A new UC Davis report
about faculty hiring across the UC system echoes some of the concerns over gender inequities outlined in a report released last fall by the UCSF Chancellor's Advisory Committee on the Status of Women (CACSW).
The UCSF report, authored by Barbara Gerbert, professor and chair of the Division of Behavioral Sciences, takes a critical view of the progress made over the past three decades in addressing the disparities among men and women at the top-rated health sciences university.
Titled "Slow Steps to Change: A History of the UCSF Chancellor's Advisory Committee on the Status of Women and Strategies for Increased Impact," the report cites both the successes and failures of its 36-year history. The report
[PDF] integrates information from a variety of sources, including interviews with past committee members, various reports and personal files from past constituents.
According to the report, UCSF's reluctance to fully enact the committee's recommendations has resulted in ongoing salary inequities among faculty, difficulties in hiring the best-qualified women candidates for faculty and staff positions, and the lack of adequate representation by women in key leadership roles. UCSF Human Resources is conducting a salary equity study for staff positions.
Recognizing the ongoing need to address gender equity issues, campus officials can point to some recent developments at UCSF. Importantly, a preliminary analysis of faculty searches over the past 12 months shows that 55 percent were filled by women. Other advances include:
Providing leadership training and networking opportunities for female faculty, staff and students, in part through CACSW, the UCSF Center for Gender Equity, the UCSF National Center of Excellence in Women's Health (CoE), Human Resources and student affairs;
Establishing a search ambassador program, which is designed to assist faculty search committees in using best practices to identify qualified candidates;
Expanding on-campus child care and revisiting the need for lactation facilities;
Appointing faculty to look at how to boost diversity among students and faculty, and offering training and course work in culturally competent care; and
Promoting women into leadership roles: Recent examples include Sally Marshall, now associate vice chancellor of academic affairs; and, in the School of Medicine, Donna Ferriero was named vice dean for academic affairs and Nancy Milliken, director of the CoE, was appointed vice dean.
|Members of the UCSF Chancellor's Advisory Committee on the Status of Women pose for a group interview in April 2004. They are, from left, Ruth Greenblatt, Barbara Gerbert, Sally Marshall, Amy Levine, Virginia Olesen, Ruth Weiller, Mary Croughan and Diane Wara.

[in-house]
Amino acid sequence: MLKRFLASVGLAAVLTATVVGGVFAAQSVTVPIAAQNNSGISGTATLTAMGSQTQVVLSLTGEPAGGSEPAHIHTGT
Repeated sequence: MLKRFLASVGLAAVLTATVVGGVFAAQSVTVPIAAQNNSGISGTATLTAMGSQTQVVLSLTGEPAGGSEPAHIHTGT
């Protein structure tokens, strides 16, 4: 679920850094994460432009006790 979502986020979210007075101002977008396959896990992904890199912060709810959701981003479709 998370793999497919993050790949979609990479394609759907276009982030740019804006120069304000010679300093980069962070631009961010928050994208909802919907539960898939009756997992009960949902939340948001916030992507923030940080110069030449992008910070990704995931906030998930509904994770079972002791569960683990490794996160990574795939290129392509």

For lead author Gerbert, recipient of this year's Chancellor's Award for the Advancement of Women in the faculty category, the CACSW report serves a twofold purpose: as "food for thought" on how the committee's work could have been done differently to better effect meaningful change, and to "suggest ways in which the work of the committee - including the nature and structure of the committee itself - might possibly be modified in the future" to advance its goals.
Suggested goals for CACSW include developing a cadre of male champions to help advance the committee's goals, reestablishing a systemwide consortium of committees on the status of women to share best practices, building upon work done at other universities to address inequities, and publicizing issues both within and outside the campus community to help bring about institutionalized change.
"Since its inception in 1971, the committee has worked tirelessly to address a myriad of complex issues that confront women faculty, staff and students at UCSF, many of them involving entrenched policies of implicit institutionalized discrimination against women," the report states in its introduction.
"The committee has assessed campus needs, prepared sweeping reports and recommendations, and in some cases achieved notable victories on behalf of UCSF women, particularly in the areas of child care, the rewriting of personnel policies, and the implementation of strong policies against sexual harassment," the report states.
"Yet at the same time, the history of the committee has also been marked by frustration, disappointment and even failure, as its hard work and carefully formed strategies have, in many cases, been either ignored, overlooked or not implemented by campus administrators and decision makers."
Just as in political and corporate sectors, women have never been proportionately represented in academia, UC officials say. UC's percentage of women faculty (24.2 percent) not only matches that of the average of its comparison eight research institutions, but also matches the percentage of women in the state legislature, according to the UC Office of the President.